The Daily Dose; Saudi missile threat? What Saudi missile threat?

-We clearly have a demand problem going forward.

-Market shrugs off landfall of Hurricane Zeta.

It was a bloodbath for crude that not even missile threats for Saudi Arabia could upend. And traders all-but ignored landfall from Hurricane Zeta. Instead, it was a build on commercial crude oil inventories in the United States and tightened restrictions during the pandemic that spooked the market Wednesday. Adding insult to injury were comments from Saudi Aramco’s trading arm that OPEC had a real demand problem facing it come January. The word of the day was contagion.

Brent crude oil prices started on the back foot early in the trading session and essentially fell down from then on out. Even though we continue to believe US inventory data are skewed by the busy hurricane season, oil prices collapsed in Wednesday trading. As of 3 p.m. ET, the global benchmark for the price of oil lost its grip on $40 per barrel, falling 4.4% to trade at $39.79 per barrel.

The eye of Hurricane Zeta is expected to hit the US Gulf Coast by around 4 p.m. local time, 5 p.m. on the east coast, as a Category 1 storm. It would be the next in a steady stream of storms to hit Louisiana in what’s been arguably one of the busiest Atlantic hurricane seasons on record. The latest estimate from US federal officials found about 67% of total US oil production in the Gulf and 45% of total gas production was sidelined by the storm.

“Year-to-date, the 2020 season has curtailed a little over 110,000 barrels per day, which is still half of the disruptions brought on by the 2005 Atlantic hurricane season that shut in a little over 220,000 bpd of crude on annual basis,” Sami Yahya, a senior oil supply and production analyst at S&P Global Platts, said in an statement emailed to The GERM Report. “By comparison, between 2009 and 2019, the annual average disruptions from the Atlantic hurricane season averaged a little under 20,000 bpd.”

But the market didn’t care. Instead, it was a report from the US Energy Information Administration on oil and product inventories that hobbled the market. Commercial crude oil inventories are still 10% higher than the five-year average for this time of year, and the weekly storage level swelled by a staggering 4.3 million barrels for the period ending Oct. 23. Total products supplied, a proxy for demand, were 12.9% lower than this time last year.

Demand will only get worse from here, it seems. In Illinois, state leaders are reimposing lockdowns for some counties starting during the weekend as new cases of COVID-19 surge. The rolling seven-day average for new infections was 6.7% as of Tuesday, up from 3.4% at the beginning of the month. Seeing its own increase in new cases, Michigan Gov. Gretchen Whitmer said Wednesday she had concerns about the days leading up to Election Day.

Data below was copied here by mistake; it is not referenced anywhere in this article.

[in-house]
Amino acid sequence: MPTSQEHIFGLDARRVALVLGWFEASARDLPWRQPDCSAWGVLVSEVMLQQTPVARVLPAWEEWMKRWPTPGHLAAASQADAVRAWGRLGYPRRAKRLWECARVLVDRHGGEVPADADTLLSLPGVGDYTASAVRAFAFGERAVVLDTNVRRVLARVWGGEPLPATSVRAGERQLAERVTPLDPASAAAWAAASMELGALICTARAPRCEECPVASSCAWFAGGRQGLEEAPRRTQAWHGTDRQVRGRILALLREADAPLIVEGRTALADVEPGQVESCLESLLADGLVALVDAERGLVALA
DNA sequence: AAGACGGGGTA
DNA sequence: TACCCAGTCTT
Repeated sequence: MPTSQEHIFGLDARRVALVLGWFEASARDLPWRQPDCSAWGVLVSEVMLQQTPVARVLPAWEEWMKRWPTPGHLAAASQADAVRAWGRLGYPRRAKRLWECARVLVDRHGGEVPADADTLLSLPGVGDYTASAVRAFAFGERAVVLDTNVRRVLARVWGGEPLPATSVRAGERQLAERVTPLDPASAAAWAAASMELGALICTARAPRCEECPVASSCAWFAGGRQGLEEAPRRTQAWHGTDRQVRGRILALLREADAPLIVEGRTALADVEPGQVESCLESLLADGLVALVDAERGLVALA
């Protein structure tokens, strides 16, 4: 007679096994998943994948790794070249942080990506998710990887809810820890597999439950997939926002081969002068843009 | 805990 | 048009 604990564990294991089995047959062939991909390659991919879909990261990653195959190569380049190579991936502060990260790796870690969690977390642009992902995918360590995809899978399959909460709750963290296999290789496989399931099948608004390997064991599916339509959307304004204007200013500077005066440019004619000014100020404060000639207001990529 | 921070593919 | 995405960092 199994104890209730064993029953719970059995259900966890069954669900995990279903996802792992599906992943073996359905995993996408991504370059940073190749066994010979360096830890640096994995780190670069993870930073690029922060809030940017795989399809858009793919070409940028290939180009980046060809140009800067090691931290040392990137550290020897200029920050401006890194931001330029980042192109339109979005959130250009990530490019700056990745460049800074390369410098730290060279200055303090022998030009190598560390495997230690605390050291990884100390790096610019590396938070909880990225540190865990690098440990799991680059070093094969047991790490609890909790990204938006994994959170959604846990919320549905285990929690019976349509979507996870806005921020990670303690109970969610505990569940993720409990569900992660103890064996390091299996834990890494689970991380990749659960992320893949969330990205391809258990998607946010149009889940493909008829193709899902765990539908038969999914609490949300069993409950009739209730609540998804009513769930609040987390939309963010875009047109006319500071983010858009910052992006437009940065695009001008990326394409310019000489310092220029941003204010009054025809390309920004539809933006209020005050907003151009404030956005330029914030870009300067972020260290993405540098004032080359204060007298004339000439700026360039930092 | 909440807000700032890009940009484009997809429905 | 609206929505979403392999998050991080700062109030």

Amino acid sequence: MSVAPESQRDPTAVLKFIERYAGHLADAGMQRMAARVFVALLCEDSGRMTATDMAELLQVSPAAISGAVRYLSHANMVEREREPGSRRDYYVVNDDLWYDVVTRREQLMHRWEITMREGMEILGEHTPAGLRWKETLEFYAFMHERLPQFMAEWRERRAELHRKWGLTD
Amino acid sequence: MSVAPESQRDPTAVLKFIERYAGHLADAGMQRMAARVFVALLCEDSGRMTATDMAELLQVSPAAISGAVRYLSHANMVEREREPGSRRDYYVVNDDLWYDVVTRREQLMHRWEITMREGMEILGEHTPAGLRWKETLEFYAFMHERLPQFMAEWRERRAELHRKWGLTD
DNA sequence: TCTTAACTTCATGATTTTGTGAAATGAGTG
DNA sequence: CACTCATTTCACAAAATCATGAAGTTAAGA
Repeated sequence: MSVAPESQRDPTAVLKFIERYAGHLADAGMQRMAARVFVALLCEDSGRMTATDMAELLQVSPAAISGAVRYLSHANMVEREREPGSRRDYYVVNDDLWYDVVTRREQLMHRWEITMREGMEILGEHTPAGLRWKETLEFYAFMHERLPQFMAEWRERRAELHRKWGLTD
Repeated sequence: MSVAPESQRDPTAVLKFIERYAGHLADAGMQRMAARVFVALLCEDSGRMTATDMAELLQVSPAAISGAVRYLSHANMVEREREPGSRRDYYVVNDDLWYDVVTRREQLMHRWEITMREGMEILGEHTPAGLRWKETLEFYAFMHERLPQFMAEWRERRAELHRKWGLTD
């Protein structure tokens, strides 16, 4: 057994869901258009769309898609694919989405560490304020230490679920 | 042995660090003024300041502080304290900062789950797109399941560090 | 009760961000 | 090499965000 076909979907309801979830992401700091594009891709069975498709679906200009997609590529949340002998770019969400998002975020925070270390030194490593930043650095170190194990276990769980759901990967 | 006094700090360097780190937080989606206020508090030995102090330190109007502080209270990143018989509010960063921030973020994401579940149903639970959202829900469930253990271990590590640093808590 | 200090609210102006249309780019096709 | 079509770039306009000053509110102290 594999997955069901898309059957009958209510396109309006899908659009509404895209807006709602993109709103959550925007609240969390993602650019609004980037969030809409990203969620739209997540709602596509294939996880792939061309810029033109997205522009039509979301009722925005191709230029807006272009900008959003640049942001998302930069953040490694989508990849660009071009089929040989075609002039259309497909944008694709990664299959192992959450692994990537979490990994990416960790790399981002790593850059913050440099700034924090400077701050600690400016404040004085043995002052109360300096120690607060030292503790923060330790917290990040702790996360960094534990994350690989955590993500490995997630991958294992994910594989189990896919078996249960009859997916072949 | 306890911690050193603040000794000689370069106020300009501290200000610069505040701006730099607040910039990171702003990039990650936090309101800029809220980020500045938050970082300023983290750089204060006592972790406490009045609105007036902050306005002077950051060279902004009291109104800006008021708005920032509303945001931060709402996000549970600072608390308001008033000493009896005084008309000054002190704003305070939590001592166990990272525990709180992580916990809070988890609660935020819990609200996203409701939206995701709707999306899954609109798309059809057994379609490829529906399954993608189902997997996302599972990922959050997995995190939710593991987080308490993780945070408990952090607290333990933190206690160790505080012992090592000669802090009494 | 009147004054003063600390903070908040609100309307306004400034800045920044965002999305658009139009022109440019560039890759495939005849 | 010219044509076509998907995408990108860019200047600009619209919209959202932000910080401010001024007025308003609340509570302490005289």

“I have a lot of concerns going into this election, not necessarily about the election itself, but all of the activities that are going to happen between now and the election,” she said.

A state holiday of sorts, the collegiate American football match between the University of Michigan and Michigan State University is this weekend.

On the other side of the Atlantic, new COVID-19 infections are almost as high as they were at the beginning of the pandemic, and more testing makes the numbers look staggering. As part of a “save Christmas” initiative, Italy closed segments of the economy down and Ireland enacted new restrictions last week. French authorities, meanwhile, were reviewing the details of a four-week shutdown, while German Chancellor Angela Merkel is considering what to shut down and when.

All that adds up to lackluster demand ahead of what’s usually the biggest holiday travel season of the year. Ignoring expectations that Libya will hit the 1 million bpd mark in the coming weeks, OPEC most certainly is looking hard at the pandemic. Parties to the collective agreement to balance the market through voluntary production cuts will review their position in January. Chinese demand is showing strength, but it’s the only game in town. Sensing the dilemma, Ibrahim al-Buainain said in a Wednesday interview with Gulf Intelligence that OPEC has a “lot of demand issues” to consider until then.

And in a reflection on these oh-so-strange times, we should comment on what didn’t factor in today. The US Embassy in Saudi Arabia issued a warning early-Wednesday of incoming fire.

“The embassy is tracking reports of possible missiles or drones that may be headed toward Riyadh today, October 28,” its advisory read.

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